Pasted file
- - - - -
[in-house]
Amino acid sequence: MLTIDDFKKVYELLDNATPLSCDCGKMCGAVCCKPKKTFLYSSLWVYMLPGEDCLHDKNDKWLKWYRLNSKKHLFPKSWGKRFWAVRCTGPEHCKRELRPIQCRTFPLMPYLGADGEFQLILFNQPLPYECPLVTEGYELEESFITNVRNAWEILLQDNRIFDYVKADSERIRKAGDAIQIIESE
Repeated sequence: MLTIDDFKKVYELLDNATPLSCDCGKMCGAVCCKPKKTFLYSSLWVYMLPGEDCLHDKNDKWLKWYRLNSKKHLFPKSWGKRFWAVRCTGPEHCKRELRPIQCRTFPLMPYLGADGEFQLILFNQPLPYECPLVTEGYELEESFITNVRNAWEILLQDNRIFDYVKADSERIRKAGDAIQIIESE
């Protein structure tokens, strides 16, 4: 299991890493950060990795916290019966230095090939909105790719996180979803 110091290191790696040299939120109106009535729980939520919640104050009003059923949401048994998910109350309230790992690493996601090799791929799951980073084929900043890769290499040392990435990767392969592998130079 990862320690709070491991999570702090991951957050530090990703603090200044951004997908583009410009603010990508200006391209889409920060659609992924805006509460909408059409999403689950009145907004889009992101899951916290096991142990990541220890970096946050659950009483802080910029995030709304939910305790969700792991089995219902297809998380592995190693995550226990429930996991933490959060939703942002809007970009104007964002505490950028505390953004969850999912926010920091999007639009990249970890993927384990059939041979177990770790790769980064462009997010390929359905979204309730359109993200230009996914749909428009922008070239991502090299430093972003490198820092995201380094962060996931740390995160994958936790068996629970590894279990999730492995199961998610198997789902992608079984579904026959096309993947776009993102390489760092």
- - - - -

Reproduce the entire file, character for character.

[in-house]
Amino acid sequence: MLTIDDFKKVYELLDNATPLSCDCGKMCGAVCCKPKKTFLYSSLWVYMLPGEDCLHDKNDKWLKWYRLNSKKHLFPKSWGKRFWAVRCTGPEHCKRELRPIQCRTFPLMPYLGADGEFQLILFNQPLPYECPLVTEGYELEESFITNVRNAWEILLQDNRIFDYVKADSERIRKAGDAIQIIESE
Repeated sequence: MLTIDDFKKVYELLDNATPLSCDCGKMCGAVCCKPKKTFLYSSLWVYMLPGEDCLHDKNDKWLKWYRLNSKKHLFPKSWGKRFWAVRCTGPEHCKRELRPIQCRTFPLMPYLGADGEFQLILFNQPLPYECPLVTEGYELEESFITNVRNAWEILLQDNRIFDYVKADSERIRKAGDAIQIIESE
């Protein structure tokens, strides 16, 4: 299991890493950060990795916290019966230095090939909105790719996180979803 110091290191790696040299939120109106009535729980939520919640104050009003059923949401048994998910109350309230790992690493996601090799791929799951980073084929900043890769290499040392990435990767392969592998130079 990862320690709070491991999570702090991951957050530090990703603090200044951004997908583009410009603010990508200006391209889409920060659609992924805006509460909408059409999403689950009145907004889009992101899951916290096991142990990541220890970096946050659950009483802080910029995030709304939910305790969700792991089995219902297809998380592995190693995550226990429930996991933490959060939703942002809007970009104007964002505490950028505390953004969850999912926010920091999007639009990249970890993927384990059939041979177990770790790769980064462009997010390929359905979204309730359109993200230009996914749909428009922008070239991502090299430093972003490198820092995201380094962060996931740390995160994958936790068996629970590894279990999730492995199961998610198997789902992608079984579904026959096309993947776009993102390489760092």